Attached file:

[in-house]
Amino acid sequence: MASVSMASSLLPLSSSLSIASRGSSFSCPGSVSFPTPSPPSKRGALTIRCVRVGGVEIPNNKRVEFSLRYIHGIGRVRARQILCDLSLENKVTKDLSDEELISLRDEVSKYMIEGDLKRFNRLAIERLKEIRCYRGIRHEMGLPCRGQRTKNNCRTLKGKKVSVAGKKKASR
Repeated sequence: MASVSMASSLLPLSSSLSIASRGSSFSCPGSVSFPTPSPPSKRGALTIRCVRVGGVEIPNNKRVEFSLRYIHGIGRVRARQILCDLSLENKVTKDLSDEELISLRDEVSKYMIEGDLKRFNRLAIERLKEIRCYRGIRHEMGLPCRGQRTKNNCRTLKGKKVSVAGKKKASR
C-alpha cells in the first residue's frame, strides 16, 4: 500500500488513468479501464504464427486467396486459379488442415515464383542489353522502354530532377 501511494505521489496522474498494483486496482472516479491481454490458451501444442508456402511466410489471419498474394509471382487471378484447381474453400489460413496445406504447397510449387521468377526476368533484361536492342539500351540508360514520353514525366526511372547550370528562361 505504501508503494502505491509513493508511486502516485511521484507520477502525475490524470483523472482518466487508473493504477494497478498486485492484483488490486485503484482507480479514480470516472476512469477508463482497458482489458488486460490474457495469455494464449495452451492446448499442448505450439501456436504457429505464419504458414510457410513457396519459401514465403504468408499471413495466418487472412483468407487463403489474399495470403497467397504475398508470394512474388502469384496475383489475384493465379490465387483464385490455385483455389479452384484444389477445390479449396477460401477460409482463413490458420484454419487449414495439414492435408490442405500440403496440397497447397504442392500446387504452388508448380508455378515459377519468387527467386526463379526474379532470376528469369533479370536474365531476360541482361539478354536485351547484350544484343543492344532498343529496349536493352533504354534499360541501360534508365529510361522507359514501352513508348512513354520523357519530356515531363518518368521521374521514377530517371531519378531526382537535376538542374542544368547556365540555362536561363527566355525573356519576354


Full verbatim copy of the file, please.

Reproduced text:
[in-house]
Amino acid sequence: MASVSMASSLLPLSSSLSIASRGSSFSCPGSVSFPTPSPPSKRGALTIRCVRVGGVEIPNNKRVEFSLRYIHGIGRVRARQILCDLSLENKVTKDLSDEELISLRDEVSKYMIEGDLKRFNRLAIERLKEIRCYRGIRHEMGLPCRGQRTKNNCRTLKGKKVSVAGKKKASR
Repeated sequence: MASVSMASSLLPLSSSLSIASRGSSFSCPGSVSFPTPSPPSKRGALTIRCVRVGGVEIPNNKRVEFSLRYIHGIGRVRARQILCDLSLENKVTKDLSDEELISLRDEVSKYMIEGDLKRFNRLAIERLKEIRCYRGIRHEMGLPCRGQRTKNNCRTLKGKKVSVAGKKKASR
C-alpha cells in the first residue's frame, strides 16, 4: 500500500488513468479501464504464427486467396486459379488442415515464383542489353522502354530532377 501511494505521489496522474498494483486496482472516479491481454490458451501444442508456402511466410489471419498474394509471382487471378484447381474453400489460413496445406504447397510449387521468377526476368533484361536492342539500351540508360514520353514525366526511372547550370528562361 505504501508503494502505491509513493508511486502516485511521484507520477502525475490524470483523472482518466487508473493504477494497478498486485492484483488490486485503484482507480479514480470516472476512469477508463482497458482489458488486460490474457495469455494464449495452451492446448499442448505450439501456436504457429505464419504458414510457410513457396519459401514465403504468408499471413495466418487472412483468407487463403489474399495470403497467397504475398508470394512474388502469384496475383489475384493465379490465387483464385490455385483455389479452384484444389477445390479449396477460401477460409482463413490458420484454419487449414495439414492435408490442405500440403496440397497447397504442392500446387504452388508448380508455378515459377519468387527467386526463379526474379532470376528469369533479370536474365531476360541482361539478354536485351547484350544484343543492344532498343529496349536493352533504354534499360541501360534508365529510361522507359514501352513508348512513354520523357519530356515531363518518368521521374521514377530517371531519378531526382537535376538542374542544368547556365540555362536561363527566355525573356519576354